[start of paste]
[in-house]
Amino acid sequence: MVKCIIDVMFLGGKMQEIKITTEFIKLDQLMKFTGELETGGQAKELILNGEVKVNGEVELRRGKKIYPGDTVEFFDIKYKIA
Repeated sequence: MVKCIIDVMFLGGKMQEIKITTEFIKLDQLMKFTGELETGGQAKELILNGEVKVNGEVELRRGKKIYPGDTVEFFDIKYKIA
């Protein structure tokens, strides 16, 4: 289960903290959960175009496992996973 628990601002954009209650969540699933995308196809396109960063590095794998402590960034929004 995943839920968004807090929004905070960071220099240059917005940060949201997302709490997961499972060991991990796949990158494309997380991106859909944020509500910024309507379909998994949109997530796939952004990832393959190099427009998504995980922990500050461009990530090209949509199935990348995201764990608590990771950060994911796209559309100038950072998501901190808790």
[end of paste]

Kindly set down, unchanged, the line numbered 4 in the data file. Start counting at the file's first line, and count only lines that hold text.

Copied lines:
């Protein structure tokens, strides 16, 4: 289960903290959960175009496992996973 628990601002954009209650969540699933995308196809396109960063590095794998402590960034929004 995943839920968004807090929004905070960071220099240059917005940060949201997302709490997961499972060991991990796949990158494309997380991106859909944020509500910024309507379909998994949109997530796939952004990832393959190099427009998504995980922990500050461009990530090209949509199935990348995201764990608590990771950060994911796209559309100038950072998501901190808790």